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How to see the longest partial lunar eclipse in nearly 600 years

 A partial lunar eclipse is expected to give the moon a reddish hue.
Annie Spratt
A partial lunar eclipse is expected to give the moon a reddish hue.

The longest partial lunar eclipse in 580 years begins after midnight early Friday morning.

Dr. Daniel Caton, professor of physics and astronomy at Appalachian State University, has advice on the best way to view the Beaver Moon eclipse for anyone who stays up late — or gets up very early Friday.

“You need a clear view of the western sky, down as low as you can. So you’ll need to get away from trees and buildings and other things like that," Caton said. "It’s a naked-eye event, but if you have binoculars those are particularly good for this since they have a nice field of view and you’ll get a kind of close up view of the moon in eclipse."

Caton says the moon will start to enter the dark part of Earth’s shadow at 2:20 a.m. Friday and be out of it completely by 5:48 a.m. In those three and a half hours in between, the moon will lose its distinctive glow.

"It’ll be robbed of it’s blue component," Caton said. "That’s scattered out and that makes our blue sky. So it’s robbed of the blue component and that reddish light will light the moon. You get a so-called 'Blood Moon.' If it happens to be mostly cloudy in that band around the Earth, then light won’t get through and it’ll be kind of a ruddy grayish-brown.”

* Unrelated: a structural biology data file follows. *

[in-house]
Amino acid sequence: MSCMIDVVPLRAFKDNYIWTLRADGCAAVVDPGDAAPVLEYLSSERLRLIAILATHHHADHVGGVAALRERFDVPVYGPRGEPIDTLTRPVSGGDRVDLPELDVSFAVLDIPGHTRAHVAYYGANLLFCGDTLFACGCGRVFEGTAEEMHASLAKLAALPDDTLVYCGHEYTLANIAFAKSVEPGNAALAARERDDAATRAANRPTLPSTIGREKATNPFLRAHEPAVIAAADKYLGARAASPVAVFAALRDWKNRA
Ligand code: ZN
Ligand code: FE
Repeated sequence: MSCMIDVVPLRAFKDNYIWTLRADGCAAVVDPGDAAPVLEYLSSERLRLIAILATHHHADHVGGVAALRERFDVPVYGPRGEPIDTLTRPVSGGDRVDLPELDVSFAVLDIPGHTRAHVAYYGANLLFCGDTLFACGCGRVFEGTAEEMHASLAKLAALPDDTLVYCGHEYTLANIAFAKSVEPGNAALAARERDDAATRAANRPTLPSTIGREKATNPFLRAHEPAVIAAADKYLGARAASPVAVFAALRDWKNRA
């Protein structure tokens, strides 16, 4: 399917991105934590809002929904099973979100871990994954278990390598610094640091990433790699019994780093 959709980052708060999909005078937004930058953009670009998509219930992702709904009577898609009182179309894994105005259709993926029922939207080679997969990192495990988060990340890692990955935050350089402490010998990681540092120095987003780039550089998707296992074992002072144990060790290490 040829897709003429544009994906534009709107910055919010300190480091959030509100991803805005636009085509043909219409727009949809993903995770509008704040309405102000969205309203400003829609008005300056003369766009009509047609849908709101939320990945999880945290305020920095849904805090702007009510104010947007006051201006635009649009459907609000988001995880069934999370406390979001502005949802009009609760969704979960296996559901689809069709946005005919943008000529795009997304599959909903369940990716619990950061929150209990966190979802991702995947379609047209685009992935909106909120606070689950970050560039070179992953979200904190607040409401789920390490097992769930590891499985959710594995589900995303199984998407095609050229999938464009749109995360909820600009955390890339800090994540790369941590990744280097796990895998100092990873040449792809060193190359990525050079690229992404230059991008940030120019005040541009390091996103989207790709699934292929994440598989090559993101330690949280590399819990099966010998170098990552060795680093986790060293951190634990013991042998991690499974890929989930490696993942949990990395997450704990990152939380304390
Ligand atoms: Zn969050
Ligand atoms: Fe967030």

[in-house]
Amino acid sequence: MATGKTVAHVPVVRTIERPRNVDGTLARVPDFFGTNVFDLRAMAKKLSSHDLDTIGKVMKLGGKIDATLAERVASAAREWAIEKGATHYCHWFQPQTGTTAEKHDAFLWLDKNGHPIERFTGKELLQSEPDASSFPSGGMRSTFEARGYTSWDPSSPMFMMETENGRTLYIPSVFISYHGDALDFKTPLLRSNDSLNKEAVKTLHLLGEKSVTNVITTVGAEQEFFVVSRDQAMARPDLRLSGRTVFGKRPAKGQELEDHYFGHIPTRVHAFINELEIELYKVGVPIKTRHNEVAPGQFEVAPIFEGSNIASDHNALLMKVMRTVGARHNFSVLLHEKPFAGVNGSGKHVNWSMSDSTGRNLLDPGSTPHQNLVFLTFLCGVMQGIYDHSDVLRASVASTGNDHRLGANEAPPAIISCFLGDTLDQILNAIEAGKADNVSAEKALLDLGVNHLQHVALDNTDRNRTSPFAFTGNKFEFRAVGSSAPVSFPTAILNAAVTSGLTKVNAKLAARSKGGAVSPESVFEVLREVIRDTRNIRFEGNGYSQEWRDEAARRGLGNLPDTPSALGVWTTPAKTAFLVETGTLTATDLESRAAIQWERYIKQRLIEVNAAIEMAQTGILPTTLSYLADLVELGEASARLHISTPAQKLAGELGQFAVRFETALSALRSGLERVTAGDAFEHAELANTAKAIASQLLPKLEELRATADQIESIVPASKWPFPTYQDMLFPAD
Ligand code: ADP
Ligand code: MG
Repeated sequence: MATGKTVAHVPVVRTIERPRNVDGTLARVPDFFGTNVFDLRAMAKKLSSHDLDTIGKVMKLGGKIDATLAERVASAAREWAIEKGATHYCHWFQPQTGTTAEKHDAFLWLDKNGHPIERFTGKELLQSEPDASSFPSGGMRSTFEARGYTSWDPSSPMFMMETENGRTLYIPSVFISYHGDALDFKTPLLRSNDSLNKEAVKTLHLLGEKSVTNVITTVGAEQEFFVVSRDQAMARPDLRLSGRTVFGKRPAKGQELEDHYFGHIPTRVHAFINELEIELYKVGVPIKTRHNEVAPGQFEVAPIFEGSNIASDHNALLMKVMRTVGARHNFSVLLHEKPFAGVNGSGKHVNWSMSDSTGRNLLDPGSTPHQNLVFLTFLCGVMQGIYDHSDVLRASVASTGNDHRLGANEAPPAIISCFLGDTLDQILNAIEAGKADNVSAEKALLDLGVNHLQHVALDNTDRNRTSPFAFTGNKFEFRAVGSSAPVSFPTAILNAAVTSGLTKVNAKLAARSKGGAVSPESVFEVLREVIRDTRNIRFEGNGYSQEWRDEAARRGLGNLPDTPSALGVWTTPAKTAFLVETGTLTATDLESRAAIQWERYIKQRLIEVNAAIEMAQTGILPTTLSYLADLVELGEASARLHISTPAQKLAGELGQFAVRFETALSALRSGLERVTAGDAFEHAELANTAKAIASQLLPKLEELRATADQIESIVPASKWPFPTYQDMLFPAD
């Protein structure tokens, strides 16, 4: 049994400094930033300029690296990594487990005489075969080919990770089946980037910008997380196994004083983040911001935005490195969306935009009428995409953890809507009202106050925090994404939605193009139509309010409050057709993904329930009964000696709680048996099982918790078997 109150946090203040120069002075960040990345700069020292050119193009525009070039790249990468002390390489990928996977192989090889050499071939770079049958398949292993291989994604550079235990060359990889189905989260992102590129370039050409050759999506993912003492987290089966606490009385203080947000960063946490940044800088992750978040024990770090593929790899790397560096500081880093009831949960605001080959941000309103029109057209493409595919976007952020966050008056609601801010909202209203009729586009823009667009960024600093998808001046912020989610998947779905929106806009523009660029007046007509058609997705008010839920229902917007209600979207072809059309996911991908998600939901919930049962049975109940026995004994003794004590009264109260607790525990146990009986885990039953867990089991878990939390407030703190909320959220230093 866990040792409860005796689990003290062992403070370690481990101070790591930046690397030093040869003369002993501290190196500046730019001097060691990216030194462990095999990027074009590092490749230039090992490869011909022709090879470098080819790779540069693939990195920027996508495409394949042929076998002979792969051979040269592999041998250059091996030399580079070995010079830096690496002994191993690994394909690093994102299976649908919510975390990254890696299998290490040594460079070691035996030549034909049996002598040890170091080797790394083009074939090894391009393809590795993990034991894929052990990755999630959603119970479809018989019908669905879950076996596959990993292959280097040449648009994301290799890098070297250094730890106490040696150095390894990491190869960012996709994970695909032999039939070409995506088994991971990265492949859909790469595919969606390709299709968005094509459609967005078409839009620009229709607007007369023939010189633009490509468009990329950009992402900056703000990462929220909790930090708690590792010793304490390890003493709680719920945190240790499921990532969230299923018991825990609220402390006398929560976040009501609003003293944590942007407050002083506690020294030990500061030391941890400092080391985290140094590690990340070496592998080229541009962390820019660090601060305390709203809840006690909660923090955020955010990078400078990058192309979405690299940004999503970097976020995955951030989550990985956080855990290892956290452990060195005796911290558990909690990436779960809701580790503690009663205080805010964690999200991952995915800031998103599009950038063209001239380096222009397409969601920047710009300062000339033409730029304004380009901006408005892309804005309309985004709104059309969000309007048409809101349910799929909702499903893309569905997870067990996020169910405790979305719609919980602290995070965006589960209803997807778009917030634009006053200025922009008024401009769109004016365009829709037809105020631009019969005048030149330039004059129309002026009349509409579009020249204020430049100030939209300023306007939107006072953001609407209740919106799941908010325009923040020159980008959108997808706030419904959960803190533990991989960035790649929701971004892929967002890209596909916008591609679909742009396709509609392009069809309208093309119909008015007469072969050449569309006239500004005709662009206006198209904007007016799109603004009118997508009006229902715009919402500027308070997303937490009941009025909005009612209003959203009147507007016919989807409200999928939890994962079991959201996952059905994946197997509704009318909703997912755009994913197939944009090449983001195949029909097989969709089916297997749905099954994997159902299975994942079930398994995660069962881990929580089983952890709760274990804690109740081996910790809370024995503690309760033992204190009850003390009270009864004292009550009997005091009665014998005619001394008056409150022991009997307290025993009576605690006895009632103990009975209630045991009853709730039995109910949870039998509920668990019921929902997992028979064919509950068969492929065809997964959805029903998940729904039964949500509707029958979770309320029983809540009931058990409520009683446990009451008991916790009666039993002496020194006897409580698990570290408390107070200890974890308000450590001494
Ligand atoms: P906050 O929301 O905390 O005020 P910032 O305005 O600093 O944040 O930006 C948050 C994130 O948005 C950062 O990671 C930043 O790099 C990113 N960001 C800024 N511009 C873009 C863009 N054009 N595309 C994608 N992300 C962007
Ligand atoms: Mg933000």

According to space.com, the Beaver Moon is named for the beaver hunting season just before winter.

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Woody is a Charlotte native who came to WFAE from the world of NASCAR where he was host of NASCAR Today for MRN Radio as well as a pit reporter, turn announcer and host of the NASCAR Live pre race show for Cup Series races. Before that, he was a news anchor at WBT radio in Charlotte, a traffic reporter, editor of The Charlotte Observer’s University City Magazine, News/Sports Director at WEGO-AM in Concord and a Swiss Army knife in local cable television. His first job after graduating from Appalachian State University was news reporter at The Daily Independent in Kannapolis. Along the way he’s covered everything from murder trials and a national political convention to high school sports and minor league baseball.